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Updated: June 10th, 2014 3:29pm
Zulgad: Time to replace anger toward Mauer with legitimate concern?

Zulgad: Time to replace anger toward Mauer with legitimate concern?

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by Judd Zulgad

The easy thing would be to bash Joe Mauer, attempt a few pithy jokes at the expense of the Twins' $23 million man and be done with it.

Here's the problem with that.

There's nothing funny about this situation. It might be time to replace anger that has built toward Mauer with legitimate concern.

One of baseball's best hitters since coming to the big leagues 11 years ago, will enter Tuesday's game in Toronto hitting .259 with a .336 on-base percentage and a .330 slugging percentage. He has two home runs and 15 runs batted in. He has struck out 48 times in 253 plate appearances, putting him on pace for more than 100 strikeouts. Mauer has never struck out more than 89 times in a season.

His average with runners in scoring position is an anemic .143 (7-for-49).

Just to give those statistics a bit of context, Mauer is a career .320/.402/.462 hitter with a .326 average with runners in scoring position. And all of those numbers include his ineptitude at the plate this season.

Mauer bashing became an art form long ago.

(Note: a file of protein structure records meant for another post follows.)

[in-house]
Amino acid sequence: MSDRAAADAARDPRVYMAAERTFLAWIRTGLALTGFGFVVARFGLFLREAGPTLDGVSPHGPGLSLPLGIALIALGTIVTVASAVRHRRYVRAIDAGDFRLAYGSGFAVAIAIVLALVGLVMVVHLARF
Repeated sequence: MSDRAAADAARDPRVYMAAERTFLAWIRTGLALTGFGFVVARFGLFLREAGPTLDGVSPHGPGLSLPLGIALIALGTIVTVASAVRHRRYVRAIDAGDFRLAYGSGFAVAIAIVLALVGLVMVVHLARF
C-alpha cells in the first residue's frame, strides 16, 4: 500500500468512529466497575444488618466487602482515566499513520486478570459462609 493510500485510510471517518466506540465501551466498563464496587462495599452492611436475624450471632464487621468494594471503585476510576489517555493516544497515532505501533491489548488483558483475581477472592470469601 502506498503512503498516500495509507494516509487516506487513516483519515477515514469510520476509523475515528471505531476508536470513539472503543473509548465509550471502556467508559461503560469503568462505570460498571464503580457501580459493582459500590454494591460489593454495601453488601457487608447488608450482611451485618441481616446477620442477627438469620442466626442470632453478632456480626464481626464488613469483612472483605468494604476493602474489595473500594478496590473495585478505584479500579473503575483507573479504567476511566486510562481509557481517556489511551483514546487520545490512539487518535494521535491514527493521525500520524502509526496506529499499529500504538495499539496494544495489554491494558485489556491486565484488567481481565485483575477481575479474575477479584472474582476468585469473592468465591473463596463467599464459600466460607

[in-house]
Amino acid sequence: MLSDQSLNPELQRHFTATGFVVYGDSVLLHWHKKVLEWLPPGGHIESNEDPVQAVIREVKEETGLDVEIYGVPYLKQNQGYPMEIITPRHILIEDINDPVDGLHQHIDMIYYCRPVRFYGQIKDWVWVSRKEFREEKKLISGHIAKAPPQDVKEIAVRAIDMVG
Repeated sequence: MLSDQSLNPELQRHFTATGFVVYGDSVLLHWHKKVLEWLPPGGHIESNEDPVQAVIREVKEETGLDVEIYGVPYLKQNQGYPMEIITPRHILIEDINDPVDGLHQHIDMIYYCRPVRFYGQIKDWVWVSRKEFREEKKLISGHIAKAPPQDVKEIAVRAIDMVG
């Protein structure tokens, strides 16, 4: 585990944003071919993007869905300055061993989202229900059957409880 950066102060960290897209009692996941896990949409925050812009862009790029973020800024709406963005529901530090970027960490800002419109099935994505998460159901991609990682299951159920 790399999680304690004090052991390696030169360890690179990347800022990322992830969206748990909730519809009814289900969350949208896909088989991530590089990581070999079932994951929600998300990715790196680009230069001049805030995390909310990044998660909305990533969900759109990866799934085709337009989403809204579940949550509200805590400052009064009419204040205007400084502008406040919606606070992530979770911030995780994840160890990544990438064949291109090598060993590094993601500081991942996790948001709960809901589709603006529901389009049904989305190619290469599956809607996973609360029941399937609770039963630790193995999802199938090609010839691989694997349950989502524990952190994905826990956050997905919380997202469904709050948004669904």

His eight-year, $184 million in 2010 opened the door for fans to point out he didn't generate sufficient power for the salary he was making. The floodgates were opened a year later when Mauer missed time with the mysterious bilateral leg weakness. The milktoast personality Mauer presents to the public didn't and doesn't help matters.

But until this season the Mauer bashers had one thing going against them. He remained an elite baseball player. Mauer was a three-time gold glove winner at catcher, one of the game's most difficult positions, and had won three batting titles (2006, 2008 and 2009) and an MVP (2009).

Mauer's move to first base on a full-time basis this offseason was necessitated by a concussion he suffered last August when he took a foul tip off his mask. The injury cost him the final 40 games.